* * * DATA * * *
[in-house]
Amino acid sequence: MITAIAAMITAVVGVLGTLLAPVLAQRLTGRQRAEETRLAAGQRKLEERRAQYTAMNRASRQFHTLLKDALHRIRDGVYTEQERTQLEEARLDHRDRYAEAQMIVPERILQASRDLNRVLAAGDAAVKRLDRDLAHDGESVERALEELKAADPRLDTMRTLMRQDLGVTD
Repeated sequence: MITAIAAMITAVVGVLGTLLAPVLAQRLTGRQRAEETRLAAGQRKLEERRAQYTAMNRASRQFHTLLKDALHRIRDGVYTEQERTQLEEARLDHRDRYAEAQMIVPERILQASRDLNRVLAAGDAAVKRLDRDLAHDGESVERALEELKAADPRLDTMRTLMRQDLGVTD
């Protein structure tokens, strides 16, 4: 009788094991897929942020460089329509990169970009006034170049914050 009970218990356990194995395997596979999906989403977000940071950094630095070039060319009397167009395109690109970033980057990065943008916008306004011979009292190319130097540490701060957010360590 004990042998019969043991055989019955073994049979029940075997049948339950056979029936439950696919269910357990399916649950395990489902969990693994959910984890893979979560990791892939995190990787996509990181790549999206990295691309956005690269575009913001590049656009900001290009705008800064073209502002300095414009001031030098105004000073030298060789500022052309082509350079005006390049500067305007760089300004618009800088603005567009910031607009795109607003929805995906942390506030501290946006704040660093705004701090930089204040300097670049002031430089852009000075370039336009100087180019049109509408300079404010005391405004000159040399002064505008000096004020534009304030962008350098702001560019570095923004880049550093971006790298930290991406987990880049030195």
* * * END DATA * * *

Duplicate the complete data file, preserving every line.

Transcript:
[in-house]
Amino acid sequence: MITAIAAMITAVVGVLGTLLAPVLAQRLTGRQRAEETRLAAGQRKLEERRAQYTAMNRASRQFHTLLKDALHRIRDGVYTEQERTQLEEARLDHRDRYAEAQMIVPERILQASRDLNRVLAAGDAAVKRLDRDLAHDGESVERALEELKAADPRLDTMRTLMRQDLGVTD
Repeated sequence: MITAIAAMITAVVGVLGTLLAPVLAQRLTGRQRAEETRLAAGQRKLEERRAQYTAMNRASRQFHTLLKDALHRIRDGVYTEQERTQLEEARLDHRDRYAEAQMIVPERILQASRDLNRVLAAGDAAVKRLDRDLAHDGESVERALEELKAADPRLDTMRTLMRQDLGVTD
């Protein structure tokens, strides 16, 4: 009788094991897929942020460089329509990169970009006034170049914050 009970218990356990194995395997596979999906989403977000940071950094630095070039060319009397167009395109690109970033980057990065943008916008306004011979009292190319130097540490701060957010360590 004990042998019969043991055989019955073994049979029940075997049948339950056979029936439950696919269910357990399916649950395990489902969990693994959910984890893979979560990791892939995190990787996509990181790549999206990295691309956005690269575009913001590049656009900001290009705008800064073209502002300095414009001031030098105004000073030298060789500022052309082509350079005006390049500067305007760089300004618009800088603005567009910031607009795109607003929805995906942390506030501290946006704040660093705004701090930089204040300097670049002031430089852009000075370039336009100087180019049109509408300079404010005391405004000159040399002064505008000096004020534009304030962008350098702001560019570095923004880049550093971006790298930290991406987990880049030195």